§ Mr. Elliot
said, he was compelled by a sense of duty to object to this Bill, though he could not now hope to say any thing new upon it. When he recollected those who had on former occasions been associated with him in opposition to these expedients, it might well be supposed, that the subject presented him with no cheering reflections. It might be said, that he was hostile to the Militia Establishment altogether; and that his arguments against it ought to be taken with some grains of allowance. He never had been an enemy to the establishment, provided it were kept to its original numbers. He then proceeded to stale the grounds of his objections to this measure: to the increase of the numbers of the Militia, and to the Local Military Establishments which for some time past had formed so great an obstacle to the regular recruiting for the army. His late right hon. friend (Mr. Windham,) had taken a comprehensive view of the whole subject, and had formed an excellent plan for the recruiting of the army. That plan, unfortunately, had been overthrown before its most efficacious engines had even begun to operate. Still, its success, so far as it had gone, had exceeded his expectations and those of the great character who had formed the plan. It produced, for the first quarter, at the rate of 10,000 men a year; for the second, at the rate of 13,000 men a year; for the third, at the rate of 21,000 men a year; and for the 4th quarter, at the rate of 24,000 men a year. All this, by the ordinary recruiting at a reduced bounty. But the efficacy of such a measure must depend on the opinion of its permanency; and since the unfortunate interference with it, the regular recruiting hardly produced 665 a sufficient number of men to cover the waste of the army. The expence of Mr. Windham's plan had been urged as an objection: but, in the end, the present method would be far more expensive, considering the height to which the competition and complicated mode of recruiting must raise the bounty. If Mr. Windham's plan had been persevered in, they would! now have no occasion to resort to such a measure as this. It could not but disgust the Militia officers, who were converted into instruments for recruiting the regular army. To be sure, this was a case of emergency, and if the measure had been only temporary, he should perhaps have allowed it to pass without any thing further than a protest against the general principle: but it was held out as a permanent measure, and he must oppose it. The Militia officers ought to pause before they allowed their regiments to be turned into recruiting legions for the army: and every member ought to pause before he placed in the hands of ministers a power of perpetual balloting. The system could never be carried on without ballot; and thus they would be continually ringing the changes on bounty and ballot. With these few observations, which his sense of duty compelled him to make, he should leave the matter to the House.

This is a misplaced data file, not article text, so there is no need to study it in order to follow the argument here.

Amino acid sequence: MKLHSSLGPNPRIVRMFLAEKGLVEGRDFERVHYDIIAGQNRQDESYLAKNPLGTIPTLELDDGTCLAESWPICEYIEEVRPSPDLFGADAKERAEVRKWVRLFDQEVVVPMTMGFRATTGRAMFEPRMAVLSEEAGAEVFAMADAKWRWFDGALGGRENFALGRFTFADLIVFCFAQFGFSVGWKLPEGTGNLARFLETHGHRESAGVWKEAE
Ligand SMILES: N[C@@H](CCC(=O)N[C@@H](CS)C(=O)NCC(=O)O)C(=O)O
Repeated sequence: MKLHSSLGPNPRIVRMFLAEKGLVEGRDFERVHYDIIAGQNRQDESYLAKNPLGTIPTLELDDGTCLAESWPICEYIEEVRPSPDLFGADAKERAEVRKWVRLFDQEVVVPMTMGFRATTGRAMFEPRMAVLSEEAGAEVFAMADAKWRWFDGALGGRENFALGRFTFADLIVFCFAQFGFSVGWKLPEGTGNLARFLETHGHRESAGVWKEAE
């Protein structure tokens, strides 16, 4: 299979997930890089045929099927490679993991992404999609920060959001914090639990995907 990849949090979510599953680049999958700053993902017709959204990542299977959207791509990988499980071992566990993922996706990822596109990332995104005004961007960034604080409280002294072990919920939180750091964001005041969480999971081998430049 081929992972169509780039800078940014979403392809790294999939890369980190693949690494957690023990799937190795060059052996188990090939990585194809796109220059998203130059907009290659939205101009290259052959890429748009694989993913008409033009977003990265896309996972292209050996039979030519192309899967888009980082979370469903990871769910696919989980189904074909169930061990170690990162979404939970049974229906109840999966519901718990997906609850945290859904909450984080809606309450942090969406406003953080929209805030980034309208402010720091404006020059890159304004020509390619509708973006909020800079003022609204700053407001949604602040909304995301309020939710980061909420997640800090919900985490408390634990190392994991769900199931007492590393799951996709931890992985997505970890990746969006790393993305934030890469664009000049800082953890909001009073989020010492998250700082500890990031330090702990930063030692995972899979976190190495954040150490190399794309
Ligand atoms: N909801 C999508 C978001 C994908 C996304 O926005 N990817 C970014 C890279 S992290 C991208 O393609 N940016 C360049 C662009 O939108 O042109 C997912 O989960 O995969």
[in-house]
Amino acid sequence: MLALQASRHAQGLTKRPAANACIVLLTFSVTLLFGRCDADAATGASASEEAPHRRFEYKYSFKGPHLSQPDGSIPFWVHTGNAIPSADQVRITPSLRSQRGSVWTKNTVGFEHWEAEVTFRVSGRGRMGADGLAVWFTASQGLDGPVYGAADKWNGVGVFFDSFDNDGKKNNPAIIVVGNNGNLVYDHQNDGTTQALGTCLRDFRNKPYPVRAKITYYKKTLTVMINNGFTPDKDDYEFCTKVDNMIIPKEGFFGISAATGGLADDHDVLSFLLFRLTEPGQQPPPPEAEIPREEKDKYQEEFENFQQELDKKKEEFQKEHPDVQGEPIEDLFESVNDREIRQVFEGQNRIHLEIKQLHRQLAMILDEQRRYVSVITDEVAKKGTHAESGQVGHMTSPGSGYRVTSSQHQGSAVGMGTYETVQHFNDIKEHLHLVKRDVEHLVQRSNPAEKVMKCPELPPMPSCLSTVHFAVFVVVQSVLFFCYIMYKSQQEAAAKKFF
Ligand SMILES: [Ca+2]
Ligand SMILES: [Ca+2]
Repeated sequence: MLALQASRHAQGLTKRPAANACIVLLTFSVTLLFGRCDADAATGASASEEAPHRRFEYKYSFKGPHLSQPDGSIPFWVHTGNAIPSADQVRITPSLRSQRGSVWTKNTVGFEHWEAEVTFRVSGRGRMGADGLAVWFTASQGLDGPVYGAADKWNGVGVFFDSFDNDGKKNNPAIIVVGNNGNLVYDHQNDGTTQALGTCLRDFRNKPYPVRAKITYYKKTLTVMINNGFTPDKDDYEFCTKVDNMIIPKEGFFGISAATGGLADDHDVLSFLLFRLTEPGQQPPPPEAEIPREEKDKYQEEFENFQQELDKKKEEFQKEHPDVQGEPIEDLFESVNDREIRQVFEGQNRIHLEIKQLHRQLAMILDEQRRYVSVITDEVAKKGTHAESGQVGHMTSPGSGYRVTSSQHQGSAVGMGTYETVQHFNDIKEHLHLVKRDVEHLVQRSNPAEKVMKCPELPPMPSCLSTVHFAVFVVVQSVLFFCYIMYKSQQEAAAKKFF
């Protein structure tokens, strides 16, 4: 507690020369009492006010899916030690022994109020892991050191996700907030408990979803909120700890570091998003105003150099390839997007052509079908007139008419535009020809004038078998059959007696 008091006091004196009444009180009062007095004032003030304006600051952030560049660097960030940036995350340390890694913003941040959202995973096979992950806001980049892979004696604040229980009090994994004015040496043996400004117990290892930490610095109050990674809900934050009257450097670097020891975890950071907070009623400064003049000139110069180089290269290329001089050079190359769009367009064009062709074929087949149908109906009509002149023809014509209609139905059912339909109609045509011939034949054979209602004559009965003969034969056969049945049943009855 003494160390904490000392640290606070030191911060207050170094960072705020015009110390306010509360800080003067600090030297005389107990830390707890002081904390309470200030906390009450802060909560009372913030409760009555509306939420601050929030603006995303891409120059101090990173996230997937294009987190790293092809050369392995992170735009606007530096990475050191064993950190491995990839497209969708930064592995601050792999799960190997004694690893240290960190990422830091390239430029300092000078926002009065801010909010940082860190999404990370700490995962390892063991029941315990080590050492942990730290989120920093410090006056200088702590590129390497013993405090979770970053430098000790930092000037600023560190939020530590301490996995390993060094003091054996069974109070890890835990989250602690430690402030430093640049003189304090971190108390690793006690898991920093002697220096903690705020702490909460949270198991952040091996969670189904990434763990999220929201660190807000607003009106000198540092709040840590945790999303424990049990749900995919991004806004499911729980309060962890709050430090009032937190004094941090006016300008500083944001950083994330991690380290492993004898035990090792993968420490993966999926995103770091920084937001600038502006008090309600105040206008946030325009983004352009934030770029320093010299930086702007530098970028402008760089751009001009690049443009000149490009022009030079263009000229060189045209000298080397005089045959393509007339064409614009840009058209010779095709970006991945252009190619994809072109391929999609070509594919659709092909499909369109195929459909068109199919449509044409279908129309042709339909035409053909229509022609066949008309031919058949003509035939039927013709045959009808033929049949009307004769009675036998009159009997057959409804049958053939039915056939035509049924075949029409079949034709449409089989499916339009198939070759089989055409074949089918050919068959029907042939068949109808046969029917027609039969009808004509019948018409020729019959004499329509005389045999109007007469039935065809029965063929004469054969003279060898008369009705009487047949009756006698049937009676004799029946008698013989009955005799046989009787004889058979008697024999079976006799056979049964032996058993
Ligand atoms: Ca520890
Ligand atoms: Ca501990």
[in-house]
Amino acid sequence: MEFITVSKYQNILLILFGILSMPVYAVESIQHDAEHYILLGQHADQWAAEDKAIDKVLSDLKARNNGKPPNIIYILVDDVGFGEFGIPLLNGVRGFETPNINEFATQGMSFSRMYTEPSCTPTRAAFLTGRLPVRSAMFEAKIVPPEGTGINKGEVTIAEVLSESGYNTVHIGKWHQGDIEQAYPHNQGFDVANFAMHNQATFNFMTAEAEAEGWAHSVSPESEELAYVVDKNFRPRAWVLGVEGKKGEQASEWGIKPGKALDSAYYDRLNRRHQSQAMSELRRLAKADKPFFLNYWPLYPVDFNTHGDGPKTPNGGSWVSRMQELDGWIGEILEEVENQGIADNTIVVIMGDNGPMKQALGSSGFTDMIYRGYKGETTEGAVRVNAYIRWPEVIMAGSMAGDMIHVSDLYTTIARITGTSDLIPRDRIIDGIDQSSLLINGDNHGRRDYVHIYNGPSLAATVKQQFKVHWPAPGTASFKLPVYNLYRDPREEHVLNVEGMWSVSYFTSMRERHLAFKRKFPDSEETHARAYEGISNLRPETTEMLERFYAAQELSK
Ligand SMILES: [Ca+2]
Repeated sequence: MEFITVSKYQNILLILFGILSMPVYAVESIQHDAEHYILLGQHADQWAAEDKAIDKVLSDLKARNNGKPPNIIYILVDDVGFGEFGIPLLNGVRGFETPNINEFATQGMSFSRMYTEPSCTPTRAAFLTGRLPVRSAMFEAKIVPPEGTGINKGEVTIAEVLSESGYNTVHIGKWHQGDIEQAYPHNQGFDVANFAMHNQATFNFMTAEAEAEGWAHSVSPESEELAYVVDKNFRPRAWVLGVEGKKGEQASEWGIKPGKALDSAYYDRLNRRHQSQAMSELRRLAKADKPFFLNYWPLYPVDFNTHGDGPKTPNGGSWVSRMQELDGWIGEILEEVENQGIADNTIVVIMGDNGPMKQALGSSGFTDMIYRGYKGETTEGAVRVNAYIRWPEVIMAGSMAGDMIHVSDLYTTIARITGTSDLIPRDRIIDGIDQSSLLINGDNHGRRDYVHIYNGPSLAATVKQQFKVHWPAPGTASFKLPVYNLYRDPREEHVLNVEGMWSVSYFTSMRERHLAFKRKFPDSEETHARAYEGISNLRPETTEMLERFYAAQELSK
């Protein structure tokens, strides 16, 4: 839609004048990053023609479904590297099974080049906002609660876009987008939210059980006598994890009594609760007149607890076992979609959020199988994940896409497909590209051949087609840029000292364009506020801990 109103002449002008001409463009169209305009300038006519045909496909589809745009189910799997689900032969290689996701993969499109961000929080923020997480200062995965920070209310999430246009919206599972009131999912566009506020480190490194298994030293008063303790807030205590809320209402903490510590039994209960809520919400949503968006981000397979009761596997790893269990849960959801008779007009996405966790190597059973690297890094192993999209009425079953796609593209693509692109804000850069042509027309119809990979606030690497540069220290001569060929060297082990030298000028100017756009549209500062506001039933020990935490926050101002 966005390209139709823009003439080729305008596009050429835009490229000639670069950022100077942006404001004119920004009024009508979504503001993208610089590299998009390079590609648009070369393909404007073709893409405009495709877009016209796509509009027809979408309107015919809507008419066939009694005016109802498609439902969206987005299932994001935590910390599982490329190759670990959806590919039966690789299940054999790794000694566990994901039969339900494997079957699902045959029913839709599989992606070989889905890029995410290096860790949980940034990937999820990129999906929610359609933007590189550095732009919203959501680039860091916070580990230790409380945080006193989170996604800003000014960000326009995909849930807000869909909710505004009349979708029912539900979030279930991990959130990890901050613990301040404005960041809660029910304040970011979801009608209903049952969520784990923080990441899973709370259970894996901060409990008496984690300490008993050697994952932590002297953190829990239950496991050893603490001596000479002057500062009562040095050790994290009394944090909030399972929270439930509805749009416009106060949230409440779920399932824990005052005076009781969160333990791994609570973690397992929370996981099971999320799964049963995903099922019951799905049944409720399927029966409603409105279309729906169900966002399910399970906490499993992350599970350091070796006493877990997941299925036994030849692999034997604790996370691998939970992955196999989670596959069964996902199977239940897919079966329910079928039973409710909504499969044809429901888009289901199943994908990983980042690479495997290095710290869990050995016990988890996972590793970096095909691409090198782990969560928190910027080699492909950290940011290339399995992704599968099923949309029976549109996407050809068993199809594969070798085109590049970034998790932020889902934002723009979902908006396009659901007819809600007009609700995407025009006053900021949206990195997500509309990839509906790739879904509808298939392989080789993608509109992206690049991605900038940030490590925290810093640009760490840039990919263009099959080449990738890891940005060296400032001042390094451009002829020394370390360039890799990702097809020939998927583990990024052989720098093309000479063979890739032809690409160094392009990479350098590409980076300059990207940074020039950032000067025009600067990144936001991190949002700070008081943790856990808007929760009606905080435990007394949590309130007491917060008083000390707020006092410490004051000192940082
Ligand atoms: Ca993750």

§ Colonel Duckett
would have been very averse to this measure if he had understood it to be a permanent one. But he hoped it was not intended to make it perpetual. Necessity justified it at present; the same necessity which at times might justify the suspension of the Habeas Corpus Act. He expected that there would be no occasion, however, to have recourse to the ballot. After the late volunteering, the recruiting for the Militia had been very successful. He would support the Bill therefore, as a temporary measure.
referred the hon. gent. who spoke last to the Bill itself, to shew that it was intended to be a permanent measure. The Bill recited, that "whereas it was expedient to provide a permanent supply for the army, &c." and this quality of permanency was, in fact, the great objection to the measure. The Militia officers were to be converted into drill Serjeants, to provide 10,000 men annually for the army. With regard to the private men, it must be remembered that 240,000 in England were locked up by way of local-militia or volunteers. These might be enlisted; but then their places must be supplied. 666 The advantage to the army might be gained by recruiting. They recruited for the militia, and why not as well for the line? The present mode only tempted men to enter the militia first, and after remaining there for a few weeks, they enlisted into the line for the sake of the double bounty. He was glad that the ballot was to be avoided, if possible. But the misfortune was, that while the expectation of ballot was held out, men could hardly be got by recruiting: the expectation of high bounties for substitutes, induced those who were willing to enter the army to keep back till they could do so upon the most profitable terms for themselves.
§ Mr. Ellison